In my experience, reason neither enables nor supports empathy or social justice.
Loneliness is interesting. People who are experiencing what they call loneliness say it’s because there are few or inadequate people in their circle of acquaintance/friendship/love, but how many people are out there that seem socially and emotionally very well connected, and yet they still complain of being lonesome? It’s not a rare complaint.
Is it defined by number of peers, social activity, or emotional? Neither of the first two. There are those who live rather “cloistered” or secluded lives and don’t complain of loneliness. It’s just not a problem and they don’t show any stress related to it.
What loneliness stems from is an error in the development of a sense of identity. Ever notice that those who are deeply involved in spiritual practices seem to have less complaints of loneliness? Even church goers, those who are followers rather than seekers, often have serious anxiety related to it?
They are more concerned about what others think? Yes, and when confronted with a crisis of faith their adopted group identity falls away. They are confronted yet again with the sense of insecurity that made them seek to identify with a group.
What if they’ve never found the group identity first and didn’t need it, but just in finding themselves this develops? In that case it’s what in the yogic school of thought they refer to as right identification. You can approach identification from the other side, inside out, and discover that you have things in common with people and this will be solid and strong. It won’t require faith to endure.
Example; A young male in his formative years discovers there are some anatomical and factual similarities that he has with his father, so at least initially has right identification with his father. Then the peer pressure kicks in and right identification gets buried under a lot of traditional nonsense. The young boy recognizes he’s like his Dad, so he begins to observe more closely and seek interaction with his father. This is when the father may realize that the son is seeking teaching, and will inculcate his own sense of identity into the young person including a lot of deluded nonsense.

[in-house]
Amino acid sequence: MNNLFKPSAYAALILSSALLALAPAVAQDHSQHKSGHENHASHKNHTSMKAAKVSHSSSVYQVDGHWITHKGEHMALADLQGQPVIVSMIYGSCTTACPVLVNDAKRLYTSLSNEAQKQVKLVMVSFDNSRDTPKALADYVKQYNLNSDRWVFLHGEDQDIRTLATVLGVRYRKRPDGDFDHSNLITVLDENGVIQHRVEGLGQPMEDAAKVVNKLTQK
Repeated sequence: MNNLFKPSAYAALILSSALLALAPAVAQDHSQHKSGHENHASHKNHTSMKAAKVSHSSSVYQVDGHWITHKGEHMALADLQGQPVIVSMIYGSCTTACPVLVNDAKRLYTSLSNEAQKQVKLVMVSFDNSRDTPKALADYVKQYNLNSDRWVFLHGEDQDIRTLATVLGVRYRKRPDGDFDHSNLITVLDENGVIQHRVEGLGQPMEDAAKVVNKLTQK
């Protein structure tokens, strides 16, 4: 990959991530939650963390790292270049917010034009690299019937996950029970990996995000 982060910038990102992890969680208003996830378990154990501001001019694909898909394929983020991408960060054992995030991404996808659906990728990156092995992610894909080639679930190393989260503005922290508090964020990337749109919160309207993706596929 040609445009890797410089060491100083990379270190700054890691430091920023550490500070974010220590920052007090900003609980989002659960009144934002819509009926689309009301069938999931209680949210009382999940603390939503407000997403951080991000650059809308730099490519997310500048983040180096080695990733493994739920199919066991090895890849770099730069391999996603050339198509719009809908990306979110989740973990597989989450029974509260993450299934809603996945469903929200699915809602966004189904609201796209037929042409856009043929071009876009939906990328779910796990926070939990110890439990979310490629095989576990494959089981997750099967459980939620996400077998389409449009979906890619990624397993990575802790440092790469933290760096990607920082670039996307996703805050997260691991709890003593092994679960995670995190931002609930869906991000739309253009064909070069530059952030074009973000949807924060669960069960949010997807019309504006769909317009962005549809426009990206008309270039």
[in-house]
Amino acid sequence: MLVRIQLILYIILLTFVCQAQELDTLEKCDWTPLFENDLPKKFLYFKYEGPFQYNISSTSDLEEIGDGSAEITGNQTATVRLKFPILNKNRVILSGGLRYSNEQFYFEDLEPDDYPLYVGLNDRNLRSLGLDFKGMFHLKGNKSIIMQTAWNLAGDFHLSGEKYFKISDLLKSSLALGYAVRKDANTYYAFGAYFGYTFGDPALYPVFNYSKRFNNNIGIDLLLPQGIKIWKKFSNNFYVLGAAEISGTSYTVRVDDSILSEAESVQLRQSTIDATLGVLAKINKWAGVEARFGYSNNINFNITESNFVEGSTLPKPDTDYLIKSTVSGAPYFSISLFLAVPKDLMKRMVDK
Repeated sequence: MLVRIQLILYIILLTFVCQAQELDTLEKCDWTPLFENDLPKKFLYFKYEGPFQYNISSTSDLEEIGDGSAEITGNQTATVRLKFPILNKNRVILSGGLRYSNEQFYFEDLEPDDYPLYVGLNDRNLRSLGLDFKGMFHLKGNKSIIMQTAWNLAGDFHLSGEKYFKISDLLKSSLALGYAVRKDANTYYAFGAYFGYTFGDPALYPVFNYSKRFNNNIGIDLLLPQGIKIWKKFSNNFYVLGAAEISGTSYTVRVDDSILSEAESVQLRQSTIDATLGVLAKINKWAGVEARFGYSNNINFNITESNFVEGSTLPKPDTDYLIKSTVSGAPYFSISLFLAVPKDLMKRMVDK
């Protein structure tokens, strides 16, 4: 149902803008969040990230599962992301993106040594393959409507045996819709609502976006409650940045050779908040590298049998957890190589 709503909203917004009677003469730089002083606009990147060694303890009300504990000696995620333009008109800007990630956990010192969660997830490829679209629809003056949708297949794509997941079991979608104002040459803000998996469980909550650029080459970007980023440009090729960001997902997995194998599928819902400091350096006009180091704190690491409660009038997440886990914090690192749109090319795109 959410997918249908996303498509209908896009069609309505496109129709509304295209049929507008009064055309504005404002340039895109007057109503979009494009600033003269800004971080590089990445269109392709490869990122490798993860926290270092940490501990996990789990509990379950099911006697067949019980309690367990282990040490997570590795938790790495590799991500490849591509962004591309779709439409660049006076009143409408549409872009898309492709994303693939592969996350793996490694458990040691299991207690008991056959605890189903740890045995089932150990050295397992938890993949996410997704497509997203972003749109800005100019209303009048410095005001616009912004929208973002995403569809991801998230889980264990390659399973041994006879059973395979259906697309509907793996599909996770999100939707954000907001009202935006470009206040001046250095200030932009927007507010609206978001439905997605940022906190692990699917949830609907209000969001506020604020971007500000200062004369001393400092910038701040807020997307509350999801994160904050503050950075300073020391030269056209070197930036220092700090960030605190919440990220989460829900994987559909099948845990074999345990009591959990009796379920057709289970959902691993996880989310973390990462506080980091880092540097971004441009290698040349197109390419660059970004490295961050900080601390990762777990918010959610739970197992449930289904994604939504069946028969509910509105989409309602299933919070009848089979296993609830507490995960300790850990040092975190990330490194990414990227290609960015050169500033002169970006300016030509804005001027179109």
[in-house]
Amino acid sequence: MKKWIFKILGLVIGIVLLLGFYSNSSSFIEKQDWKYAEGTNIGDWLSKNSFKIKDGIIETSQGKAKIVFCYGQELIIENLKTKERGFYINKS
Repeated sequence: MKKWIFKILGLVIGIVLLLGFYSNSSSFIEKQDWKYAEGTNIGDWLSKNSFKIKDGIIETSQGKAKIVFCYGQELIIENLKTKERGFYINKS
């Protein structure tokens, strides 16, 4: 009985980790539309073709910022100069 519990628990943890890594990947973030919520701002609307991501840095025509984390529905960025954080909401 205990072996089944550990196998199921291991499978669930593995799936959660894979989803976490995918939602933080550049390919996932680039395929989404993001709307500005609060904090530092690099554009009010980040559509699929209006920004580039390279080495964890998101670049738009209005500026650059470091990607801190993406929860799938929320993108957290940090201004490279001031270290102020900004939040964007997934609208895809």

He starts to see differences, causing isolation and loneliness as he loses the identification? Yes actually. This initial right identification also highlights alienation potentially. In some cases the parent feels they are being very responsible, and they begin teaching the young person their place before they can even really seek to question on their own.
Is that linked with adolescence and rockers? Yes. A lot of the trends in teens are a sublimation of the search for identity. Telling the young boy he can’t have what originally he’s aware he has, will often make him seek something in contrast to his raising because the initial rejection or perversion of right identification leads to a natural and instinctive anger.
So sometimes the natural psychological development is subverted. The little boy is taught to be a little man, and therefore when he would be ready to process concepts of identity he’s already very conditioned and feels serious guilt. Guilt in breaking from what he’s conditioned to and in even feeling the need to. They come to so identify with their role, their ego, that when the reality surfaces they feel lost and alone which is regrettably the truth, but not for the reason they attribute it to.
Your thoughts are welcome. Be well friends.